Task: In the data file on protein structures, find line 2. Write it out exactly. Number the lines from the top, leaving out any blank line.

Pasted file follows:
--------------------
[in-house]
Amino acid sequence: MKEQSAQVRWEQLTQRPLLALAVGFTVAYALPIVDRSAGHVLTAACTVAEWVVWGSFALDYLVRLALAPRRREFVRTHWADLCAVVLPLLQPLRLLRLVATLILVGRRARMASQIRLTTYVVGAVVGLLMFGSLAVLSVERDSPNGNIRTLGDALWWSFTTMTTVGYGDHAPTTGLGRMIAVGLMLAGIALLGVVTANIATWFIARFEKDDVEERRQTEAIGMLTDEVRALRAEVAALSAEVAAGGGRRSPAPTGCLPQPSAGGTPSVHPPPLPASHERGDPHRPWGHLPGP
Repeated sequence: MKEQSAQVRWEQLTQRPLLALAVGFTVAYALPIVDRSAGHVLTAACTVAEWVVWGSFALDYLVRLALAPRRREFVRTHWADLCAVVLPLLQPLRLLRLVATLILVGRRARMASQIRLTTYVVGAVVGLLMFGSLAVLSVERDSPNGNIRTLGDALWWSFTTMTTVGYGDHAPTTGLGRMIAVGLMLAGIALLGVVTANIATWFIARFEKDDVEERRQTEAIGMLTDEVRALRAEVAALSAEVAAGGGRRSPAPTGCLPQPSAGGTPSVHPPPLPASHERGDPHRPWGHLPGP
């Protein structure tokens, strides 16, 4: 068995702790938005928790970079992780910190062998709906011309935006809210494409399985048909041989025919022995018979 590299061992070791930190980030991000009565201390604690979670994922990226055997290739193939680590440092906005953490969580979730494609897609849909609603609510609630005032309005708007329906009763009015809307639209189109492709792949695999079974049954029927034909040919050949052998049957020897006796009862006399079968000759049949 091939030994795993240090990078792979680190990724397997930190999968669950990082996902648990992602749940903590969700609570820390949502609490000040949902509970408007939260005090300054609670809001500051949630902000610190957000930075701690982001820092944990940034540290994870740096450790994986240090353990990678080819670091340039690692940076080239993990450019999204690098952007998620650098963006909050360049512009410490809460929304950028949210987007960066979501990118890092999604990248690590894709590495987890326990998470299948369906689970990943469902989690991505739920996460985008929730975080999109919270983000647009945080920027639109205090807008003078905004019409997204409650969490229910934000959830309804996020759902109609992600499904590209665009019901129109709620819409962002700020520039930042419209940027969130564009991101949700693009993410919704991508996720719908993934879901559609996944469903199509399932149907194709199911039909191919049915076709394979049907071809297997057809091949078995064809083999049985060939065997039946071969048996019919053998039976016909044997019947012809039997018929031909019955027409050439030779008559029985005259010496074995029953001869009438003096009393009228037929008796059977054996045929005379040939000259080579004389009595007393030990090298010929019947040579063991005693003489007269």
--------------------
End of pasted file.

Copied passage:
Amino acid sequence: MKEQSAQVRWEQLTQRPLLALAVGFTVAYALPIVDRSAGHVLTAACTVAEWVVWGSFALDYLVRLALAPRRREFVRTHWADLCAVVLPLLQPLRLLRLVATLILVGRRARMASQIRLTTYVVGAVVGLLMFGSLAVLSVERDSPNGNIRTLGDALWWSFTTMTTVGYGDHAPTTGLGRMIAVGLMLAGIALLGVVTANIATWFIARFEKDDVEERRQTEAIGMLTDEVRALRAEVAALSAEVAAGGGRRSPAPTGCLPQPSAGGTPSVHPPPLPASHERGDPHRPWGHLPGP